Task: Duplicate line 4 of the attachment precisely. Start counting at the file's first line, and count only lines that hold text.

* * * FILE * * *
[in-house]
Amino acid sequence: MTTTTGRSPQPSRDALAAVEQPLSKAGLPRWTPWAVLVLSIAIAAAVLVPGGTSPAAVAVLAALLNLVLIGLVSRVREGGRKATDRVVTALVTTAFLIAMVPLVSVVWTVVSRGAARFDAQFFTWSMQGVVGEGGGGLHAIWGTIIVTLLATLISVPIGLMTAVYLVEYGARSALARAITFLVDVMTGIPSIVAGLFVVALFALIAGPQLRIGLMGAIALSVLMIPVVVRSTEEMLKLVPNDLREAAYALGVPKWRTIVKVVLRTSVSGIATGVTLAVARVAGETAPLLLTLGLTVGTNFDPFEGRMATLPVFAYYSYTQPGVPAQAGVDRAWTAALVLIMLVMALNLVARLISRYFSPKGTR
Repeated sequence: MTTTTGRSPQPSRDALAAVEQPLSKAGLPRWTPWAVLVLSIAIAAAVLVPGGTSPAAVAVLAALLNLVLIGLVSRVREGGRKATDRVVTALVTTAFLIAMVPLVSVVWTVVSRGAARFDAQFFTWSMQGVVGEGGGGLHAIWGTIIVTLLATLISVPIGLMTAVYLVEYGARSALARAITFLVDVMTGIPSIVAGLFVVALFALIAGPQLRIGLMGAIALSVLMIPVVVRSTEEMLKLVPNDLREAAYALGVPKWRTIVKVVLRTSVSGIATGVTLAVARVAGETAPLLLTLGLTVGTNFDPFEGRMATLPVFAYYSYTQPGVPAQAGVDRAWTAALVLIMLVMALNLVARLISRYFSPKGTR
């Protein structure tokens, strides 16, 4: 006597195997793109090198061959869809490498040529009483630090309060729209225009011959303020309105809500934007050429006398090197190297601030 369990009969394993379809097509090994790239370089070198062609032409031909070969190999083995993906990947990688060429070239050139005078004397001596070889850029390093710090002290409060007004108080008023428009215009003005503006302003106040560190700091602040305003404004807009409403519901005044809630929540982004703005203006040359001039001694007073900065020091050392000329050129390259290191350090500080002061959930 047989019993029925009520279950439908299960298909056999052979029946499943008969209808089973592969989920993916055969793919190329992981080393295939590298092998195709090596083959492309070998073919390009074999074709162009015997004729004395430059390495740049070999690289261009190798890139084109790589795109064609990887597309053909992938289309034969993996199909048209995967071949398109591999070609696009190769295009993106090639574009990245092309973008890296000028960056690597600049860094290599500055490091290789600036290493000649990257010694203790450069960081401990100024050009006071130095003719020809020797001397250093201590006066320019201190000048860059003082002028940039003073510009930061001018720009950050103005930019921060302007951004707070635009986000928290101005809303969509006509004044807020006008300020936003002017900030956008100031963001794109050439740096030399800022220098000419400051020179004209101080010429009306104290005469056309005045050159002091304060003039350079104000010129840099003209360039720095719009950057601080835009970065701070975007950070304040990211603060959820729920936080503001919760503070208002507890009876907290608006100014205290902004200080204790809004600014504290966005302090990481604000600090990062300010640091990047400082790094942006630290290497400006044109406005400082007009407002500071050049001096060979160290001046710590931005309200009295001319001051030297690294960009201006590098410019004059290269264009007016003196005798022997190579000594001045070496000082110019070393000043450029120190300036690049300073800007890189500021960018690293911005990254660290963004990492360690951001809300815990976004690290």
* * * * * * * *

């Protein structure tokens, strides 16, 4: 006597195997793109090198061959869809490498040529009483630090309060729209225009011959303020309105809500934007050429006398090197190297601030 369990009969394993379809097509090994790239370089070198062609032409031909070969190999083995993906990947990688060429070239050139005078004397001596070889850029390093710090002290409060007004108080008023428009215009003005503006302003106040560190700091602040305003404004807009409403519901005044809630929540982004703005203006040359001039001694007073900065020091050392000329050129390259290191350090500080002061959930 047989019993029925009520279950439908299960298909056999052979029946499943008969209808089973592969989920993916055969793919190329992981080393295939590298092998195709090596083959492309070998073919390009074999074709162009015997004729004395430059390495740049070999690289261009190798890139084109790589795109064609990887597309053909992938289309034969993996199909048209995967071949398109591999070609696009190769295009993106090639574009990245092309973008890296000028960056690597600049860094290599500055490091290789600036290493000649990257010694203790450069960081401990100024050009006071130095003719020809020797001397250093201590006066320019201190000048860059003082002028940039003073510009930061001018720009950050103005930019921060302007951004707070635009986000928290101005809303969509006509004044807020006008300020936003002017900030956008100031963001794109050439740096030399800022220098000419400051020179004209101080010429009306104290005469056309005045050159002091304060003039350079104000010129840099003209360039720095719009950057601080835009970065701070975007950070304040990211603060959820729920936080503001919760503070208002507890009876907290608006100014205290902004200080204790809004600014504290966005302090990481604000600090990062300010640091990047400082790094942006630290290497400006044109406005400082007009407002500071050049001096060979160290001046710590931005309200009295001319001051030297690294960009201006590098410019004059290269264009007016003196005798022997190579000594001045070496000082110019070393000043450029120190300036690049300073800007890189500021960018690293911005990254660290963004990492360690951001809300815990976004690290």